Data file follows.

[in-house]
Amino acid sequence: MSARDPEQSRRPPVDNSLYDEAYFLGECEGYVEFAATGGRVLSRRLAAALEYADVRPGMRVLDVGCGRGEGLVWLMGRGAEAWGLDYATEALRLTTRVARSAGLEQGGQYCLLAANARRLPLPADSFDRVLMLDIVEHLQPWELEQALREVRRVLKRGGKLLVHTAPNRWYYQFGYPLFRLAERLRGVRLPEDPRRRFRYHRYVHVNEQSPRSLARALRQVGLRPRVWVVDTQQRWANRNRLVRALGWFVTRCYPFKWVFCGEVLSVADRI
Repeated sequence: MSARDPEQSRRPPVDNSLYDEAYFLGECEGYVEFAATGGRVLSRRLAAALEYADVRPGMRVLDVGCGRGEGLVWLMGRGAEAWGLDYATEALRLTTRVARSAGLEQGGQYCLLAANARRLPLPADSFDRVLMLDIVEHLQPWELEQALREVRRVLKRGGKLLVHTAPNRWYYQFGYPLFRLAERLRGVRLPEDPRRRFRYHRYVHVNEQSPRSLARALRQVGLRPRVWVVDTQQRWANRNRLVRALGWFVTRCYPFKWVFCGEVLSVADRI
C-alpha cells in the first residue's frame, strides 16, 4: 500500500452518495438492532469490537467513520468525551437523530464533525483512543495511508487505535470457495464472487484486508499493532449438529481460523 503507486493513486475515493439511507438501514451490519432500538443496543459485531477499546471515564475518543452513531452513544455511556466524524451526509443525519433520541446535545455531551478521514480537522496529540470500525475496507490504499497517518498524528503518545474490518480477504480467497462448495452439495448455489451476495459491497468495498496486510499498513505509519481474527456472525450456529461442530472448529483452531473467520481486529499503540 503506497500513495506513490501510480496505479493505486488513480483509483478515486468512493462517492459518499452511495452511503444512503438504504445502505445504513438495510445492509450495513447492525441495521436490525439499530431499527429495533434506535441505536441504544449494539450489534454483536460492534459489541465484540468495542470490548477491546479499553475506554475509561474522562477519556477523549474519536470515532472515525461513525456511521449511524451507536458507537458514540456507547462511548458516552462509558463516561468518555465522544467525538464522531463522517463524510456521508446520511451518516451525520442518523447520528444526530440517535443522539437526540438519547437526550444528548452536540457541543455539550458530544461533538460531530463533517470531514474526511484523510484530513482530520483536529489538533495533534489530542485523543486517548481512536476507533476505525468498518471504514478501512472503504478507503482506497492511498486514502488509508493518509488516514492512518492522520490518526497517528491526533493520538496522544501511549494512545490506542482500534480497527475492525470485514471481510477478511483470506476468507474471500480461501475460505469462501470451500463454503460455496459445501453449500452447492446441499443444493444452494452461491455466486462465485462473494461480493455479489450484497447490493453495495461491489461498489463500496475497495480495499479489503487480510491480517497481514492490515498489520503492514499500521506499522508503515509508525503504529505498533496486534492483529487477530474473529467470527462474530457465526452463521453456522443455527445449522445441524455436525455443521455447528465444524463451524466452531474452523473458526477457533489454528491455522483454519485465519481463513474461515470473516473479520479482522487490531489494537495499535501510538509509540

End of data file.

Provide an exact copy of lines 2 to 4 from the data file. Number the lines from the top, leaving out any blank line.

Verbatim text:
Amino acid sequence: MSARDPEQSRRPPVDNSLYDEAYFLGECEGYVEFAATGGRVLSRRLAAALEYADVRPGMRVLDVGCGRGEGLVWLMGRGAEAWGLDYATEALRLTTRVARSAGLEQGGQYCLLAANARRLPLPADSFDRVLMLDIVEHLQPWELEQALREVRRVLKRGGKLLVHTAPNRWYYQFGYPLFRLAERLRGVRLPEDPRRRFRYHRYVHVNEQSPRSLARALRQVGLRPRVWVVDTQQRWANRNRLVRALGWFVTRCYPFKWVFCGEVLSVADRI
Repeated sequence: MSARDPEQSRRPPVDNSLYDEAYFLGECEGYVEFAATGGRVLSRRLAAALEYADVRPGMRVLDVGCGRGEGLVWLMGRGAEAWGLDYATEALRLTTRVARSAGLEQGGQYCLLAANARRLPLPADSFDRVLMLDIVEHLQPWELEQALREVRRVLKRGGKLLVHTAPNRWYYQFGYPLFRLAERLRGVRLPEDPRRRFRYHRYVHVNEQSPRSLARALRQVGLRPRVWVVDTQQRWANRNRLVRALGWFVTRCYPFKWVFCGEVLSVADRI
C-alpha cells in the first residue's frame, strides 16, 4: 500500500452518495438492532469490537467513520468525551437523530464533525483512543495511508487505535470457495464472487484486508499493532449438529481460523 503507486493513486475515493439511507438501514451490519432500538443496543459485531477499546471515564475518543452513531452513544455511556466524524451526509443525519433520541446535545455531551478521514480537522496529540470500525475496507490504499497517518498524528503518545474490518480477504480467497462448495452439495448455489451476495459491497468495498496486510499498513505509519481474527456472525450456529461442530472448529483452531473467520481486529499503540 503506497500513495506513490501510480496505479493505486488513480483509483478515486468512493462517492459518499452511495452511503444512503438504504445502505445504513438495510445492509450495513447492525441495521436490525439499530431499527429495533434506535441505536441504544449494539450489534454483536460492534459489541465484540468495542470490548477491546479499553475506554475509561474522562477519556477523549474519536470515532472515525461513525456511521449511524451507536458507537458514540456507547462511548458516552462509558463516561468518555465522544467525538464522531463522517463524510456521508446520511451518516451525520442518523447520528444526530440517535443522539437526540438519547437526550444528548452536540457541543455539550458530544461533538460531530463533517470531514474526511484523510484530513482530520483536529489538533495533534489530542485523543486517548481512536476507533476505525468498518471504514478501512472503504478507503482506497492511498486514502488509508493518509488516514492512518492522520490518526497517528491526533493520538496522544501511549494512545490506542482500534480497527475492525470485514471481510477478511483470506476468507474471500480461501475460505469462501470451500463454503460455496459445501453449500452447492446441499443444493444452494452461491455466486462465485462473494461480493455479489450484497447490493453495495461491489461498489463500496475497495480495499479489503487480510491480517497481514492490515498489520503492514499500521506499522508503515509508525503504529505498533496486534492483529487477530474473529467470527462474530457465526452463521453456522443455527445449522445441524455436525455443521455447528465444524463451524466452531474452523473458526477457533489454528491455522483454519485465519481463513474461515470473516473479520479482522487490531489494537495499535501510538509509540